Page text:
- 1Blocker, an excellent all-in-one Content Blocker that can block ads, trackers, social widgets, Disqus comments, web fonts, adult sites, and that lets you create your own rules for URLs, cookies, and page elements to hide or block. 1Blocker is Universal and it comes with over 7000 built-in rules, which you can individually turn on and off.
- Shut Up, an iOS version of the popular stylesheet by Steven Frank that hides comments from hundreds of websites and commenting systems.
With these Content Blockers installed, I ran tests on a few websites I frequently visit that heavily rely on third-party ads, tracking networks, and external resources. For some of them, I also applied custom CSS overrides to make the content more pleasing to my eyes, which involved hiding sidebars, comment sections, footers, and other boxes of content I didn’t care about.
Apple makes it easy to test Content Blockers and measure their performance: with a Content Blocker installed, a tap & hold on the refresh icon in the Safari address bar will reveal a second option to reload the current webpage without Content Blockers. This shortcut comes in handy if a site becomes problematic after blocking some of its content, but it can also be used with Safari’s Web Inspector on OS X to measure resources, size of resources, and time until the load event fired with and without Content Blockers.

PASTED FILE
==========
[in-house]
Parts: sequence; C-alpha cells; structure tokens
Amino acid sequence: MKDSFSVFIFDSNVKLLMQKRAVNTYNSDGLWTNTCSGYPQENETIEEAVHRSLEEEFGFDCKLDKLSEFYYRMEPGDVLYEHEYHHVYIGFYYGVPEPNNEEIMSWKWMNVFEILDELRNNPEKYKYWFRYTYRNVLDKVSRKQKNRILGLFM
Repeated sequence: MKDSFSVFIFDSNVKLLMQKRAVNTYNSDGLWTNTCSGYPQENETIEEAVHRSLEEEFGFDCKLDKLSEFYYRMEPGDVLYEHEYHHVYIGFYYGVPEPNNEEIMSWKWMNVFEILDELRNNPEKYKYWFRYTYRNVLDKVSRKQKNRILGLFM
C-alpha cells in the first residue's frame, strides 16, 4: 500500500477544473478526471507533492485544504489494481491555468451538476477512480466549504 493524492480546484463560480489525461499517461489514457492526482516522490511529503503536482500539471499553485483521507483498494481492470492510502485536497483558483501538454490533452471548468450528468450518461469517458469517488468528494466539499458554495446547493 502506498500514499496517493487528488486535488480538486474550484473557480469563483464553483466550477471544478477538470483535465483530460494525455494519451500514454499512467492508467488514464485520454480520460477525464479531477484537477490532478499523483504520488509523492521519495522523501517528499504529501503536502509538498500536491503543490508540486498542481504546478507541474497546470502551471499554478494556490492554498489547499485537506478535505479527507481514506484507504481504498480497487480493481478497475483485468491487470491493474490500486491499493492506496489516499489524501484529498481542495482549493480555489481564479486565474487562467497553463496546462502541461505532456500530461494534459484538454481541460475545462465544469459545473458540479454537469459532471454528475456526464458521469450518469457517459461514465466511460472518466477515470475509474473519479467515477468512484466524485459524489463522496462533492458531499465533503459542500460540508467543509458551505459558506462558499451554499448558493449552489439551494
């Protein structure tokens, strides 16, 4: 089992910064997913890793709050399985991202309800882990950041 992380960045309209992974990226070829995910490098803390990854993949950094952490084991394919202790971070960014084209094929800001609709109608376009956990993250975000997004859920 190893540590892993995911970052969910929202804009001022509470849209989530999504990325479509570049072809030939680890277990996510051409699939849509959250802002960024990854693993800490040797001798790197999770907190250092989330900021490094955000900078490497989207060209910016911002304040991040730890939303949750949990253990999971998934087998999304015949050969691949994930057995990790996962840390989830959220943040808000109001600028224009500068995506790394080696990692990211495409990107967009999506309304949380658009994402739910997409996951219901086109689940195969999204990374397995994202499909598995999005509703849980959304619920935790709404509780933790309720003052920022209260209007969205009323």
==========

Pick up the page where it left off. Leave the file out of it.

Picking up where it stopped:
All of the following tests were performed on an iPad Air 2, on a Wi-Fi network, with caching enabled.
For context, you can also take a look at screenshots of a few websites before and after applying Content Blockers. Changes include both blocked resources and elements hidden via CSS.
The numbers above speak for themselves. I started using Content Blockers on my iPhone and iPad in June. Two weeks ago, out of curiosity, I decided to disable them for a few days to monitor my reaction. That’s when I realized I’m not going to disable Content Blockers if the web doesn’t improve in the foreseeable future.
I’ve gotten used to seeing webpages load in two seconds again. For the first time in years, I haven’t exceeded my monthly data cap, with hundreds of MBs of data left in my plan. In the long run, Content Blockers will give me back dozens of minutes I haven’t spent waiting for content to load alongside ads and trackers.
Effectively, using Content Blockers on iOS 9 feels like getting a new web. Lighter, faster, more private, and less cluttered.
And that’s where I feel bad, and where the entire discussion about Content Blockers lies. I don’t feel good knowing that, by using Content Blockers, I’m not supporting my favorite sites through the ad and tracking-based business model they opted for. After all, if an article on the web is given to me for free, what right do I have to complain about the means used to monetize it?